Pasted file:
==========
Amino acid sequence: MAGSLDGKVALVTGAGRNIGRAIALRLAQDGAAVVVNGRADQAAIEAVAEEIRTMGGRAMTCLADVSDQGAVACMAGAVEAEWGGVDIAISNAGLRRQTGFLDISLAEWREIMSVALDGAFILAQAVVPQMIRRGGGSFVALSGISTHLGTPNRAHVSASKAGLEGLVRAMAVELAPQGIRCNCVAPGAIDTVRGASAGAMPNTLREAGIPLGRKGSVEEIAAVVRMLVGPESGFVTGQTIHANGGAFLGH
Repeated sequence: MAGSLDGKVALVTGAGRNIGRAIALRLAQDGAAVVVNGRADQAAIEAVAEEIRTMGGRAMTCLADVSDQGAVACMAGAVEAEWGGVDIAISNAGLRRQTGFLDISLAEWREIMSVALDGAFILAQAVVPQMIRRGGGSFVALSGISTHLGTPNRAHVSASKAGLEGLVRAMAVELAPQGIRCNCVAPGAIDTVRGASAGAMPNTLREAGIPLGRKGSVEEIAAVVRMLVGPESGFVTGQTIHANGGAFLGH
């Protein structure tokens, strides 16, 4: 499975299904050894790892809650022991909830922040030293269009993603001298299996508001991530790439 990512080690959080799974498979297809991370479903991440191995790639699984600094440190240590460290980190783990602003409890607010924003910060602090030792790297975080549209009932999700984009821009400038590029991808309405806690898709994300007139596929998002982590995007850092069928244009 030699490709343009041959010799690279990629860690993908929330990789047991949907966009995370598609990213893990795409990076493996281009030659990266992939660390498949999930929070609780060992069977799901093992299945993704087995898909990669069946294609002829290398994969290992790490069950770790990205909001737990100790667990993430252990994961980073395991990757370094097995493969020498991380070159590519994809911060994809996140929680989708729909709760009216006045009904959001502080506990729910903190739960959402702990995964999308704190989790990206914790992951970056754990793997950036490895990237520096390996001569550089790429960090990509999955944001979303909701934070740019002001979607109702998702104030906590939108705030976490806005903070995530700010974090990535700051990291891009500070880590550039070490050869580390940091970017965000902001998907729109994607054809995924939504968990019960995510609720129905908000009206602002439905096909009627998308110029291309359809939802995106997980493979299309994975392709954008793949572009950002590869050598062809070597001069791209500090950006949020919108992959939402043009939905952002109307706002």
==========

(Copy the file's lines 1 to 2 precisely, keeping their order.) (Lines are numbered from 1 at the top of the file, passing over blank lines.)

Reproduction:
Amino acid sequence: MAGSLDGKVALVTGAGRNIGRAIALRLAQDGAAVVVNGRADQAAIEAVAEEIRTMGGRAMTCLADVSDQGAVACMAGAVEAEWGGVDIAISNAGLRRQTGFLDISLAEWREIMSVALDGAFILAQAVVPQMIRRGGGSFVALSGISTHLGTPNRAHVSASKAGLEGLVRAMAVELAPQGIRCNCVAPGAIDTVRGASAGAMPNTLREAGIPLGRKGSVEEIAAVVRMLVGPESGFVTGQTIHANGGAFLGH
Repeated sequence: MAGSLDGKVALVTGAGRNIGRAIALRLAQDGAAVVVNGRADQAAIEAVAEEIRTMGGRAMTCLADVSDQGAVACMAGAVEAEWGGVDIAISNAGLRRQTGFLDISLAEWREIMSVALDGAFILAQAVVPQMIRRGGGSFVALSGISTHLGTPNRAHVSASKAGLEGLVRAMAVELAPQGIRCNCVAPGAIDTVRGASAGAMPNTLREAGIPLGRKGSVEEIAAVVRMLVGPESGFVTGQTIHANGGAFLGH